From Research to Reach
On September 14th, 4POINT0’s early-career researchers participated in a one-day hybrid workshop on career development organized at the technological university Polytechnique Montréal.
One of the key highlights of the day was a hands-on session by Elicia Maine on Popularizing Your Research. Elicia holds several positions, including the W.J. VanDusen Professor in Innovation & Entrepreneurship at SFU’s Beedie School of Business, and is the founder of the i2I program at SFU.
by Nicolas Sacchetti
Elicia Maine introduced an exercise for participants to consider different ways of presenting their research to various audiences. This included adapting their work for social media, as well as more public-oriented formats like Op-Eds or blog posts.
« My strong belief is that credibility and relevance are two things you want to signal. What enhances credibility, along with what type of relevance you are stressing is going to differ from audience to audience. You always want to give them a few key takeaways, as well as ways to try to hook them in and engage them. »— Elicia Maine, J.W. VanDusen Professor in Innovation & Entrepreneurship
She proposed a series of questions designed to prompt consideration of how to frame research for diverse audiences. This approach was intended to support the next phase of their careers and the impact they aspire to make in the world.
What is your Area of Expertise?
Elicia Maine initiated the workshop by asking participants to identify 3 to 5 keywords that best describe their expertise in their current field for an academic audience. She emphasized that these areas are where they should signal their credibility. Linked to this expertise, the students were asked to define keywords they would like to be knows for in the non-academic environment.
This approach would not only define their role as experts in this space but also guide their future publications. Elicia Maine advised including these keywords in the titles of their talks and other communications. Additionally, she highlighted the importance of these terms in the early stages of a presentation to signal credibility, even if they need to be slightly reworded for different audiences.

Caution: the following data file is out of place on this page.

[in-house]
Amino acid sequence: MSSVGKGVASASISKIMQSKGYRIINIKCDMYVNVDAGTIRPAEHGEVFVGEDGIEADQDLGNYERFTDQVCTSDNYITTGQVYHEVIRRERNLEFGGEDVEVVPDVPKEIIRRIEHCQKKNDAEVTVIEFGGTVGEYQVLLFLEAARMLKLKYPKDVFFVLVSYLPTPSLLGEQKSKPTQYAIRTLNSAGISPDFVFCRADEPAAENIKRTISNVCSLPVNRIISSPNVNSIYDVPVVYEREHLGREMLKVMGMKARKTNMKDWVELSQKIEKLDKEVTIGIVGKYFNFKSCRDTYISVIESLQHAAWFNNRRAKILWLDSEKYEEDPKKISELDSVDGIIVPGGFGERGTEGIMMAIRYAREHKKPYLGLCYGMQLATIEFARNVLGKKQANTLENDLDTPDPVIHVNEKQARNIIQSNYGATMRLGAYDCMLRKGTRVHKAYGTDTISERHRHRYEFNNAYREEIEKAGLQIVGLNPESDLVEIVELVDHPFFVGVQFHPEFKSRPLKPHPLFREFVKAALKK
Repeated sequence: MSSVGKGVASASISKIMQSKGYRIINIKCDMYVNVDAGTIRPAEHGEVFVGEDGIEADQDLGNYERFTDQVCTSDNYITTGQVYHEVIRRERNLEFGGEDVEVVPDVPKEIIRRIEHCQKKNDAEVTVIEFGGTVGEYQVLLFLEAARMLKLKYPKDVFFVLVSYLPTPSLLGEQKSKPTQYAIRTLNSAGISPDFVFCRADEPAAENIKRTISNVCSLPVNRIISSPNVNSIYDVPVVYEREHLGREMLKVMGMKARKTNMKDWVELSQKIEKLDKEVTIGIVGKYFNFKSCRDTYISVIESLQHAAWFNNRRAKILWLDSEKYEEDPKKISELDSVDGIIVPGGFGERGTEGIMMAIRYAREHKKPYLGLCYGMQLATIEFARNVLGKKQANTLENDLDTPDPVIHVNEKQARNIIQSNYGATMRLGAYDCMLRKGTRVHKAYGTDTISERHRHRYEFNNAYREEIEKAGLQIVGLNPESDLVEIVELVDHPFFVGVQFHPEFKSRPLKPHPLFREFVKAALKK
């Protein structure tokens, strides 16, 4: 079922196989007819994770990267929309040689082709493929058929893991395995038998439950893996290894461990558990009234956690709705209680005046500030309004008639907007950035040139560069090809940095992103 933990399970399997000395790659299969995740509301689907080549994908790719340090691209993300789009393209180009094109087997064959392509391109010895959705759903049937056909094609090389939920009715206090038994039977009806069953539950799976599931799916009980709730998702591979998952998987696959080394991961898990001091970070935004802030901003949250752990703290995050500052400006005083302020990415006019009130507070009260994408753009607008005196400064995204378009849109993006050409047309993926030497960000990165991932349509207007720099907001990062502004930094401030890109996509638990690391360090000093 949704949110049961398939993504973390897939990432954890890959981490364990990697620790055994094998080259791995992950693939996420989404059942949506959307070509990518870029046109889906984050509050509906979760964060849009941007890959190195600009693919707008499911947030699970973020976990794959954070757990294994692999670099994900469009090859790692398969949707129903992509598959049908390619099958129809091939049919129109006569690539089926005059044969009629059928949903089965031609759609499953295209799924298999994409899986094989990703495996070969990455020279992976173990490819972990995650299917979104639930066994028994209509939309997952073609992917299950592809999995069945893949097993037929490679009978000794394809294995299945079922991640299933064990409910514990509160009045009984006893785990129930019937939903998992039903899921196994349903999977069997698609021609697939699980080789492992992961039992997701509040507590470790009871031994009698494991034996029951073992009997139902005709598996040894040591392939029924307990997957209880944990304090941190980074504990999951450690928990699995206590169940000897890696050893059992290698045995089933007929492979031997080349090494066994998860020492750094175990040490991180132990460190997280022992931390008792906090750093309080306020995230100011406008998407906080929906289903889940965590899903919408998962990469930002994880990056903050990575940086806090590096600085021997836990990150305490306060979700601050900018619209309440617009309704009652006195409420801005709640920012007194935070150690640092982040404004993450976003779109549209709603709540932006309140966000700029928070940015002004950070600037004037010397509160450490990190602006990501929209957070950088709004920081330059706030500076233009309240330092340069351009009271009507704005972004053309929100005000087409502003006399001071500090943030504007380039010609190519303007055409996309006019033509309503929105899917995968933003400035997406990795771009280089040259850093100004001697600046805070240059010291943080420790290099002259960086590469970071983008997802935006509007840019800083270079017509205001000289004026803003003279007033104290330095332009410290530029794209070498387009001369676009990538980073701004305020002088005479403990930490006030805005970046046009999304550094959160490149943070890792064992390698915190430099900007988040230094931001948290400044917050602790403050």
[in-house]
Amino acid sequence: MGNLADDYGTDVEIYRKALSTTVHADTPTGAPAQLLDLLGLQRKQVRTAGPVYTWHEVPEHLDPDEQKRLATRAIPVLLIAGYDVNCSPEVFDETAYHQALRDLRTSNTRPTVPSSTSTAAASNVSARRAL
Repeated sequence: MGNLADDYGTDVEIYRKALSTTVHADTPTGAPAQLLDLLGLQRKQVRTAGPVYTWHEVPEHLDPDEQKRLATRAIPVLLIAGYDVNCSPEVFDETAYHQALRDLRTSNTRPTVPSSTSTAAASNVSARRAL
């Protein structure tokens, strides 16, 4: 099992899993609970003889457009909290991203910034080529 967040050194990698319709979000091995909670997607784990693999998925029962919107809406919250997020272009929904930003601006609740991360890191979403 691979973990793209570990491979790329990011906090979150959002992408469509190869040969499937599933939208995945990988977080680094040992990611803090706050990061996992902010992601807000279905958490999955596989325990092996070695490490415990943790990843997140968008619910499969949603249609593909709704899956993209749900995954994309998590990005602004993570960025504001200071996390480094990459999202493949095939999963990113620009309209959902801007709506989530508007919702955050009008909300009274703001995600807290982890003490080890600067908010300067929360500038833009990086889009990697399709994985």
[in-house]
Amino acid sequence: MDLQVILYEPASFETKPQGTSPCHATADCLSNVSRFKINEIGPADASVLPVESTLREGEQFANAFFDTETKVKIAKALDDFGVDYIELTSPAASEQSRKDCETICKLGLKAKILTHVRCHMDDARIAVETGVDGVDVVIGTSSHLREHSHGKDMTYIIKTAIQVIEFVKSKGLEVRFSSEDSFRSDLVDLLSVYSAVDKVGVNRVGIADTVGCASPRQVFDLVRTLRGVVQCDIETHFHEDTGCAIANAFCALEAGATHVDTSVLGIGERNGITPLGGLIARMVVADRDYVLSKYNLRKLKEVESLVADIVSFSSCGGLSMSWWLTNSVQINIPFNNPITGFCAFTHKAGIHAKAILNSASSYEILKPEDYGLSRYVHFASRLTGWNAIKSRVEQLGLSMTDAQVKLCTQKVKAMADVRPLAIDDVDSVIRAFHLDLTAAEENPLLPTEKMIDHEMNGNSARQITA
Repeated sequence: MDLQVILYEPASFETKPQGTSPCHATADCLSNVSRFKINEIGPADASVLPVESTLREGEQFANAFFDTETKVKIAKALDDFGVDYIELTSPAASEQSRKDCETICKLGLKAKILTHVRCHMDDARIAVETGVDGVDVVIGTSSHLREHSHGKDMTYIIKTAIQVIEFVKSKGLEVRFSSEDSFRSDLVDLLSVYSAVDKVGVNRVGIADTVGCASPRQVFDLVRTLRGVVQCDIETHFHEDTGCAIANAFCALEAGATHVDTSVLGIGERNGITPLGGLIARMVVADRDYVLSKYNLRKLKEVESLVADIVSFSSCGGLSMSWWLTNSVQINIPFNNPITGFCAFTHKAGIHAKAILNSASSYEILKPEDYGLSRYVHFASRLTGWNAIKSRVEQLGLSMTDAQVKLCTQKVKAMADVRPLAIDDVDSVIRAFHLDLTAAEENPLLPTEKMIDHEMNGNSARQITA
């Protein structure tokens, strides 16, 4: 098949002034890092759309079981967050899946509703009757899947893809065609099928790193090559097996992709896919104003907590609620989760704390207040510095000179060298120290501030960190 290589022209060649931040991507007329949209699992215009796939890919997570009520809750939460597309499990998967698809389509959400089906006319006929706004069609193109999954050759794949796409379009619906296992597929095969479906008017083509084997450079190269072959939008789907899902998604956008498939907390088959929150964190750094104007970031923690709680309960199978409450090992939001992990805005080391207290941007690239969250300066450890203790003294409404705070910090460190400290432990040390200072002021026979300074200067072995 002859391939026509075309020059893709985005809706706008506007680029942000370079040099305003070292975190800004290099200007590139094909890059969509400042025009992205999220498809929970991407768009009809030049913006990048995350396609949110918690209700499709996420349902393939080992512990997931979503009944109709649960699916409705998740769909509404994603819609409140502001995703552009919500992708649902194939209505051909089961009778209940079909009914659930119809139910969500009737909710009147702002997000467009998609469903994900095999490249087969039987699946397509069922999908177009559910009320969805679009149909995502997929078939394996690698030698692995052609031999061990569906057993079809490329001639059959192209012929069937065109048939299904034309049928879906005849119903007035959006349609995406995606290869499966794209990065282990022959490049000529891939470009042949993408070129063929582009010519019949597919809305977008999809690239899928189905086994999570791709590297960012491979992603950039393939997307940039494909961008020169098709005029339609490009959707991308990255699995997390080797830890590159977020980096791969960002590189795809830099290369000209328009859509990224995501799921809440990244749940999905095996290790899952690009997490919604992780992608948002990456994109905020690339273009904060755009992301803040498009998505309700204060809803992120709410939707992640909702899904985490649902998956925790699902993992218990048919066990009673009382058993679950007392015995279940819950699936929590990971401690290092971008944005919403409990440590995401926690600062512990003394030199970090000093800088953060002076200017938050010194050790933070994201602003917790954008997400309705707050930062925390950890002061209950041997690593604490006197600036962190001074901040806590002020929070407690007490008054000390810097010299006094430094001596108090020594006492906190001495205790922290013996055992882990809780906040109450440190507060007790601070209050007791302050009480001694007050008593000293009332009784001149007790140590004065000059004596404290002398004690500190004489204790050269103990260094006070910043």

Who are your non-academic audiences?
She then invited the students to think about which expert groups outside of academia might find their research relevant. She encouraged them to choose 3 to 5 keywords that
She advised on the necessity of careful message crafting around the defined keywords and reinforced the importance of maintaining credibility. Elicia Maine also highlighted the need to delineate their expertise clearly while remaining open to input and collaboration in areas beyond their immediate expertise, ensuring their work resonates well with the intended audiences.
Social Media Engagement
Regarding social media engagement, she posed several reflective questions:
- Do you tweet about your research or industry interests?
- Do you have a LinkedIn profile, and if so, how actively do you use it for posting?
- Are your posts linked to your research?
- Do you maintain a blog?
- Have you written an Op-Ed, and for which audience?
- What outlet did you use, and what were your objectives in doing so?
- Have you contributed to platforms like The Conversation Canada [a web media outlet publishing articles for the public by researchers and academics] or other intermediaries that help disseminate your work to broader journal outlets?
Commitment in Academia
She concluded with a message for those committed to a long-term career in academia, emphasizing the importance of seeing the impact of their research. She underlined the value of allowing curiosity and passion for a topic to be integral parts of what drives and fulfills them in their academic pursuits.
Ce contenu a été mis à jour le 2023-12-07 à 22 h 38 min.